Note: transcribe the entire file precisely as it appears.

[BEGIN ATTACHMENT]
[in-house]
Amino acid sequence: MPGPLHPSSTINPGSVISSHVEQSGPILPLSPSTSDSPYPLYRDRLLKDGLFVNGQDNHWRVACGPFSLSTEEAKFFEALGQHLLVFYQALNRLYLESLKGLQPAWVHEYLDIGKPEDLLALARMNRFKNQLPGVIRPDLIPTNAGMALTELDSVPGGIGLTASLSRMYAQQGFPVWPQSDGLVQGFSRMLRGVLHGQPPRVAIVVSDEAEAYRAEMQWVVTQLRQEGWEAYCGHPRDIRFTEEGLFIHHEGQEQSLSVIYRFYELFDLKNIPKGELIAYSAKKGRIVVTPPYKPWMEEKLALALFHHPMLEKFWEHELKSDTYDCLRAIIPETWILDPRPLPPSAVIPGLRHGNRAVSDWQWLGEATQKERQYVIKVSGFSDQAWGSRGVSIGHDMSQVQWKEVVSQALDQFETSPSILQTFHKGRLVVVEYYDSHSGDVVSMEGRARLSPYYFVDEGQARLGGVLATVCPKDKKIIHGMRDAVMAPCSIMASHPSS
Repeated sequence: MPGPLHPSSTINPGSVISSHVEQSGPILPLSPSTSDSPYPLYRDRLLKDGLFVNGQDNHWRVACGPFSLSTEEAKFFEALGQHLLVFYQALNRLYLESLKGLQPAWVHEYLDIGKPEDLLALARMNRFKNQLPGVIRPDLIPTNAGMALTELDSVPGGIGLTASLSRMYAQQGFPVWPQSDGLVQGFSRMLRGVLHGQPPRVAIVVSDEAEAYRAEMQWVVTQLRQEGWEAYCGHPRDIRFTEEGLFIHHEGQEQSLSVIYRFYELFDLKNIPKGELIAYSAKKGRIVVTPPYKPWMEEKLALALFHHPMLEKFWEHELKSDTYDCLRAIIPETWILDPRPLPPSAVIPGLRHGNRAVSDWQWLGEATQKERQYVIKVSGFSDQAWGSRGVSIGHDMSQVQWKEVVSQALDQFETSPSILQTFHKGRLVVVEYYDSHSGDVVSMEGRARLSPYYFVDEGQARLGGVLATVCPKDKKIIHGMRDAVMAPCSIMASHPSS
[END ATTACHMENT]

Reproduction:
[in-house]
Amino acid sequence: MPGPLHPSSTINPGSVISSHVEQSGPILPLSPSTSDSPYPLYRDRLLKDGLFVNGQDNHWRVACGPFSLSTEEAKFFEALGQHLLVFYQALNRLYLESLKGLQPAWVHEYLDIGKPEDLLALARMNRFKNQLPGVIRPDLIPTNAGMALTELDSVPGGIGLTASLSRMYAQQGFPVWPQSDGLVQGFSRMLRGVLHGQPPRVAIVVSDEAEAYRAEMQWVVTQLRQEGWEAYCGHPRDIRFTEEGLFIHHEGQEQSLSVIYRFYELFDLKNIPKGELIAYSAKKGRIVVTPPYKPWMEEKLALALFHHPMLEKFWEHELKSDTYDCLRAIIPETWILDPRPLPPSAVIPGLRHGNRAVSDWQWLGEATQKERQYVIKVSGFSDQAWGSRGVSIGHDMSQVQWKEVVSQALDQFETSPSILQTFHKGRLVVVEYYDSHSGDVVSMEGRARLSPYYFVDEGQARLGGVLATVCPKDKKIIHGMRDAVMAPCSIMASHPSS
Repeated sequence: MPGPLHPSSTINPGSVISSHVEQSGPILPLSPSTSDSPYPLYRDRLLKDGLFVNGQDNHWRVACGPFSLSTEEAKFFEALGQHLLVFYQALNRLYLESLKGLQPAWVHEYLDIGKPEDLLALARMNRFKNQLPGVIRPDLIPTNAGMALTELDSVPGGIGLTASLSRMYAQQGFPVWPQSDGLVQGFSRMLRGVLHGQPPRVAIVVSDEAEAYRAEMQWVVTQLRQEGWEAYCGHPRDIRFTEEGLFIHHEGQEQSLSVIYRFYELFDLKNIPKGELIAYSAKKGRIVVTPPYKPWMEEKLALALFHHPMLEKFWEHELKSDTYDCLRAIIPETWILDPRPLPPSAVIPGLRHGNRAVSDWQWLGEATQKERQYVIKVSGFSDQAWGSRGVSIGHDMSQVQWKEVVSQALDQFETSPSILQTFHKGRLVVVEYYDSHSGDVVSMEGRARLSPYYFVDEGQARLGGVLATVCPKDKKIIHGMRDAVMAPCSIMASHPSS